The rioting lasted late into the night, bringing out a deployment of more than 1,000 security forces and armored vehicles to defend the state television building along the Nile, where the trouble began. The military clamped a curfew on the area until 7 a.m.

The clashes spread to nearby Tahrir Square, drawing thousands of people to the vast plaza that served as the epicenter of the protests that ousted Mubarak. On Sunday night, they battled each other with rocks and firebombs, some tearing up pavement for ammunition and others collecting stones in boxes.

At one point, an armored security van sped into the crowd, striking a half-dozen protesters and throwing some into the air. Protesters retaliated by setting fire to military vehicles, a bus and private cars, sending flames rising into the night sky.

After midnight, mobs roamed downtown streets, attacking cars they suspected had Christian passengers. In many areas, there was no visible police or army presence to confront or stop them.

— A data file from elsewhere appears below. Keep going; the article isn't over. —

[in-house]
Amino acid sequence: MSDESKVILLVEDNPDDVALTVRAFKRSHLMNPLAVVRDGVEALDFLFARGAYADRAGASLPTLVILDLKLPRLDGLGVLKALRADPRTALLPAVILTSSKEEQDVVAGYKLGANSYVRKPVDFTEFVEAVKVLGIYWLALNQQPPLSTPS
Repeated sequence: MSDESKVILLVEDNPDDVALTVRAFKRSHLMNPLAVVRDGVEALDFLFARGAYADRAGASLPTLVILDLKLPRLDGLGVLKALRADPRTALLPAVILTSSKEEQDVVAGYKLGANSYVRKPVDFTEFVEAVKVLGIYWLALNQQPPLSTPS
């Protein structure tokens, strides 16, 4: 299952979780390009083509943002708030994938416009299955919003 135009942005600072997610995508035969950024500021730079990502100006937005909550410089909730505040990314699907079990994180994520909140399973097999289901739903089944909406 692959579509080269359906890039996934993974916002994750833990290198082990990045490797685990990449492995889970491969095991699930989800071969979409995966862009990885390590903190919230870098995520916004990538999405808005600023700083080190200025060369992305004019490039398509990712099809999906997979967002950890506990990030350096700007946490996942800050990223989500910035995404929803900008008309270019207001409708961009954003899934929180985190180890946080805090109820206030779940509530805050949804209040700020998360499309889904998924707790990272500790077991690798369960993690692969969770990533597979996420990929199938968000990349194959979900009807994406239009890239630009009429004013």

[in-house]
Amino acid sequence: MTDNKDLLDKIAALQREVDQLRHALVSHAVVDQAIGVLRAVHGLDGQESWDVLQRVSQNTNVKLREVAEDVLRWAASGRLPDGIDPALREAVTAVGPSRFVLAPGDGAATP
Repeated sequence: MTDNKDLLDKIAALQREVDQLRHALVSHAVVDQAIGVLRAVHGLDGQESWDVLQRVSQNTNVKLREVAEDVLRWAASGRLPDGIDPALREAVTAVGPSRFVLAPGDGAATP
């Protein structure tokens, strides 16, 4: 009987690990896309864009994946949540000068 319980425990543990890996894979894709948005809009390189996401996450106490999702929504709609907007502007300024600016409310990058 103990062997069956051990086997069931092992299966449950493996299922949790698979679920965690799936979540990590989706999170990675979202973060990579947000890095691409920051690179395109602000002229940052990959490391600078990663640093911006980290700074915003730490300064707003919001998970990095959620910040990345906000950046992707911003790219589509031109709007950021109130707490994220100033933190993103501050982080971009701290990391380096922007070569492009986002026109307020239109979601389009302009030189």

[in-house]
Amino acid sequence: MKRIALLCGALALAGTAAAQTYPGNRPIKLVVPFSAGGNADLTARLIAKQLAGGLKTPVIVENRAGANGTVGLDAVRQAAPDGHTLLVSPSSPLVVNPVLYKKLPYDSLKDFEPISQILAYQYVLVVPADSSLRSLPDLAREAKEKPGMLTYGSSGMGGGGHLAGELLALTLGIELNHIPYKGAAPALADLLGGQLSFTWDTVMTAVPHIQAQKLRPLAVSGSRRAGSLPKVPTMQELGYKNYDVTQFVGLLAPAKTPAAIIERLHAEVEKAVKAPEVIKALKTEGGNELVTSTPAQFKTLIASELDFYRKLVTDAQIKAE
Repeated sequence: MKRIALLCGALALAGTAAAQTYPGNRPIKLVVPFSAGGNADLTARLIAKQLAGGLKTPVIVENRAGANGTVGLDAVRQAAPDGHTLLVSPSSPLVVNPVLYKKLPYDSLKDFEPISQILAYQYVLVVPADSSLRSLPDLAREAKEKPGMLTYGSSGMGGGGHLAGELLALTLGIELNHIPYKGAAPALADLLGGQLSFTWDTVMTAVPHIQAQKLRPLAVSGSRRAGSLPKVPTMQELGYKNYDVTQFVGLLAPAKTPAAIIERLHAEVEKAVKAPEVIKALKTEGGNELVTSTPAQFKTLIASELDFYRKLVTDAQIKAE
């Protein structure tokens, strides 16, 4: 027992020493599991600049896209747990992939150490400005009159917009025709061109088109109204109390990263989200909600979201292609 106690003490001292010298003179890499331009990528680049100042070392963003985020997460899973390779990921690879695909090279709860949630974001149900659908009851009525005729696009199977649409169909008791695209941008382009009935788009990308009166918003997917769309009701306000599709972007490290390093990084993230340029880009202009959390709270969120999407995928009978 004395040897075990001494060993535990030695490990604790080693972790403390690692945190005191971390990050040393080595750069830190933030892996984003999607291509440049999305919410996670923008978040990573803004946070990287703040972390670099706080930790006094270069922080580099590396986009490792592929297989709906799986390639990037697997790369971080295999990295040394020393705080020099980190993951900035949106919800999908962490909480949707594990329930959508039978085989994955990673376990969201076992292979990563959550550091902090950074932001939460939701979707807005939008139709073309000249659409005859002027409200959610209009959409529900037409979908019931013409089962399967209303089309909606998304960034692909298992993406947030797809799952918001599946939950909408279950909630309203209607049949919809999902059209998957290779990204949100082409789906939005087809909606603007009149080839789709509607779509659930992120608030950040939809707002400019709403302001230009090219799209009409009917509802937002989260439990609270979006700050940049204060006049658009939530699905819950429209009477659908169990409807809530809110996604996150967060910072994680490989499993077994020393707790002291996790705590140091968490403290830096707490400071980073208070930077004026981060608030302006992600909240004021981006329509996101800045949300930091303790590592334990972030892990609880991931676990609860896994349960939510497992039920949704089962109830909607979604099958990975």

Christians, who make up about 10 percent of Egypt’s 80 million people, blame the country’s ruling military council for being too lenient on those behind a spate of anti-Christian attacks since Mubarak’s ouster. As Egypt undergoes a chaotic power transition and security vacuum in the wake of the uprising, the Coptic Christian minority is particularly worried about the show of force by ultraconservative Islamists.

Prime Minister Essam Sharaf, addressing the nation in a televised speech, said the violence threatened to throw Egypt’s post-Mubarak transition off course.

“These events have taken us back several steps,” he said. “Instead of moving forward to build a modern state on democratic principles we are back to seeking stability and searching for hidden hands — domestic and foreign — that meddle with the country’s security and safety.”